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Posted

Don't Intel force you to buy a new socket board for each new CPU release anyway?

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[quote name='Jose_49' timestamp='1353988432' post='595351540']
AMD is our last hope...


[/quote]

Always was. The only thing ever holding intel's greed in check has been amd's very existence.
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[quote name='Glassed Silver' timestamp='1354023808' post='595352046']
Apart from that, I still think Phouchg's post is excellent, as it is a nice take on how some people would be totally careless about it happening and the message is true with other things going on in the tech industry where many people downplay the importance of repairability, maintaining your gear yourself and so forth.

I often feel alienated with my sentiments around some people, so yeah, nice read!

[i]Glassed Silver:ios[/i]
[/quote]

Well, this is basically the situation with laptops. Yes, it might be possible to replace things, but the average consumer won't, and the trend it make the cases near impossible to open / tamper with. If this happened to consumer desktops, well, it wouldn't surprise me.

The thing you fail to note is that if, say, your GPU blows up, there's no fixing it... you send it off to get RMA'd, or toss it in the trash. We're well beyond the days of breaking out the soldering iron and attaching some new capacitors, so it's really just a matter of throw it out in pieces, or throw it out all at once. From a quality control standpoint, something soldered on in house in a cleanroom is obviously going to be more reliable than something pieced together in someone's office workshop.

Beyond all this is the fact that if you plug a component in and it works, the odds of it failing in its useable lifespan is pretty slim. I think PC enthusiasts still worry about this because we're often dealing with components that are intentionally overworked or relatively poorly built (specifically graphics cards, which are the only things I've had die on me in my years of PC building) and will fail randomly. The failure rate on a properly designed CPU / board / memory has to be incredibly small.

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Posted

[quote name='threetonesun' timestamp='1354026175' post='595352110']
Well, this is basically the situation with laptops. Yes, it might be possible to replace things, but the average consumer won't, and the trend it make the cases near impossible to open / tamper with. If this happened to consumer desktops, well, it wouldn't surprise me.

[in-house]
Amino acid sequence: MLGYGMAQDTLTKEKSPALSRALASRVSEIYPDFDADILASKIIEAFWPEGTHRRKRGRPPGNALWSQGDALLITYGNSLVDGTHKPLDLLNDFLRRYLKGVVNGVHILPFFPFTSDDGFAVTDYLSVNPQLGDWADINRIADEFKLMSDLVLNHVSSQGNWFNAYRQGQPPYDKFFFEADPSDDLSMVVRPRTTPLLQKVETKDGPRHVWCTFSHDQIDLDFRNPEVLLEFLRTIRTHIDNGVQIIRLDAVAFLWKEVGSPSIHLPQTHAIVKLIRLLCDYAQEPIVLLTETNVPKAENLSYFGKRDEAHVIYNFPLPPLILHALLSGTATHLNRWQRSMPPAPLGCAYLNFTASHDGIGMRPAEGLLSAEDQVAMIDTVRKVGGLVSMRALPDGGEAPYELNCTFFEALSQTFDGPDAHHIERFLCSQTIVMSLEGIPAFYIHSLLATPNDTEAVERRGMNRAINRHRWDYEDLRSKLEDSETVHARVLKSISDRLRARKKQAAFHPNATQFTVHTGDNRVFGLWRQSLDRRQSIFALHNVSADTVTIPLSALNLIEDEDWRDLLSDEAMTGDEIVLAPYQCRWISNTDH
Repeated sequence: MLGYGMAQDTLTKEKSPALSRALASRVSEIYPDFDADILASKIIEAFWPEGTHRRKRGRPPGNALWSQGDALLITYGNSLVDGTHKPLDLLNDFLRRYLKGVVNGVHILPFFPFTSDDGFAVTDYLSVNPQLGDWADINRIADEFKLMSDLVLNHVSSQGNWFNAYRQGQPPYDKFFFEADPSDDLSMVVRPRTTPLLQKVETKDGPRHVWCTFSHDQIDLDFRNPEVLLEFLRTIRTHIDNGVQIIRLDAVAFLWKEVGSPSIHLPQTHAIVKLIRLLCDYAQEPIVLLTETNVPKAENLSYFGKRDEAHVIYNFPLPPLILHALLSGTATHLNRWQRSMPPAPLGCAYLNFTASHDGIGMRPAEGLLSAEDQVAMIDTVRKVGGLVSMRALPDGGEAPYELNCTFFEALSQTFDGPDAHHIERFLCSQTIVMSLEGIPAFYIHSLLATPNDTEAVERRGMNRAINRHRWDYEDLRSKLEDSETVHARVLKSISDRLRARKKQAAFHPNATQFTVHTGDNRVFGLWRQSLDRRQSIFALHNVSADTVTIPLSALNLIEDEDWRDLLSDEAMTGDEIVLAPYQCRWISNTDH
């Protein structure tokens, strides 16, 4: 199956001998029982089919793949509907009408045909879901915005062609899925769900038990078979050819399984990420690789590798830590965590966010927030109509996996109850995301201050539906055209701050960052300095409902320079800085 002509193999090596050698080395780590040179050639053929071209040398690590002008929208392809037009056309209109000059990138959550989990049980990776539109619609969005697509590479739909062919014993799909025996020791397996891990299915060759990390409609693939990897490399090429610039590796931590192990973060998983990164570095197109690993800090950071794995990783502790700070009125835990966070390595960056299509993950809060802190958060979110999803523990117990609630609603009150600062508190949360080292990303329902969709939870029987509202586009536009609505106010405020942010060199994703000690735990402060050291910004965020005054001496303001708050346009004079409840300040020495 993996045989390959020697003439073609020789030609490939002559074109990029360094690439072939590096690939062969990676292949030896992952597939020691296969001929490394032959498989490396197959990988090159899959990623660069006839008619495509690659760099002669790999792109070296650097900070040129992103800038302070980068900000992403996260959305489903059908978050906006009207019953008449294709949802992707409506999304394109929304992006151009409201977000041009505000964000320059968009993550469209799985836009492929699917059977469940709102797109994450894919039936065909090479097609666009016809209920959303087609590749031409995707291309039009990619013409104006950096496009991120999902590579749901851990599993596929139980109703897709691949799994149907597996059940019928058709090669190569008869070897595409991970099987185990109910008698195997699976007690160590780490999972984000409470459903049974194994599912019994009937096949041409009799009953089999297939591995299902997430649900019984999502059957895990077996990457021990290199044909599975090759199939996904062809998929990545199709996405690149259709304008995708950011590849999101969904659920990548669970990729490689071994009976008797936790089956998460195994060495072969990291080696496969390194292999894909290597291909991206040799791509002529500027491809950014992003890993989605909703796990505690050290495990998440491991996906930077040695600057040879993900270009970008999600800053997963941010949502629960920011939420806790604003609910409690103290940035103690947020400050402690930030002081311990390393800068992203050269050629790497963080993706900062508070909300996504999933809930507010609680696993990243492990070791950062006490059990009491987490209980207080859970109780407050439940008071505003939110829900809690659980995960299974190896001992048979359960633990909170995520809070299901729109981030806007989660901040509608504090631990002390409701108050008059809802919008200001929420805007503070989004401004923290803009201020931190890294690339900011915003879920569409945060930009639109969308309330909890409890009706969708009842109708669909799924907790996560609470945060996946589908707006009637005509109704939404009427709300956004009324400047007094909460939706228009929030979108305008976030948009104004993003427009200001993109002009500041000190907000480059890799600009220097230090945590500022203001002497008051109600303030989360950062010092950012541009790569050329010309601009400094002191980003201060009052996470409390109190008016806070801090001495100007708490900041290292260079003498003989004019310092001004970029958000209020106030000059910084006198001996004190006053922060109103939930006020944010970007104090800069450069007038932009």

The thing you fail to note is that if, say, your GPU blows up, there's no fixing it... you send it off to get RMA'd, or toss it in the trash. We're well beyond the days of breaking out the soldering iron and attaching some new capacitors, so it's really just a matter of throw it out in pieces, or throw it out all at once. From a quality control standpoint, something soldered on in house in a cleanroom is obviously going to be more reliable than something pieced together in someone's office workshop.

Beyond all this is the fact that if you plug a component in and it works, the odds of it failing in its useable lifespan is pretty slim. I think PC enthusiasts still worry about this because we're often dealing with components that are intentionally overworked or relatively poorly built (specifically graphics cards, which are the only things I've had die on me in my years of PC building) and will fail randomly. The failure rate on a properly designed CPU / board / memory has to be incredibly small.
[/quote]

That was the point of the post GS quoted really...

The failure rate may be low (no data on if it is low or not), but when you fall on the unfavorable side of the statistic you can recover quickly. Otherwise, you're at the mercy of someone else to get you up and running and they won't care half as much as you do about your ability to get back up and running quickly.

Additionally, even with super high tech clean rooms and etc. you still have parts that fail prematurely or arrive dead. So soldering it all in one unit and building it all in house won't eliminate this. It may lower it, but again you're hoping not to fall on the wrong side of the statistic as you're at the mercy of someone else when you do.
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It's inevitable for some basic engineering purposes that every EE has to deal with: Cost, thermal, parasitics, size.

These sockets are EXPENSIVE.

They offer decreased thermal performance. You can use thermal vias with a BGA package, and suck heat out the back of the board.

Electrically, sockets tend to suck, a lot. You're sticking a little LC network on every pin. That's bad, and hurts switching. You can get lower voltages and better performance off a BGA.

And size. Ah size. LGA2011 has a pitch of ~1mm in a hex array. 0.3mm square pitches exist in BGA form. The pin density available is insanely better. You can't achieve that with a socket.

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Posted

The name of the source is Semiaccurate.com. That should leave some room for error.

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Posted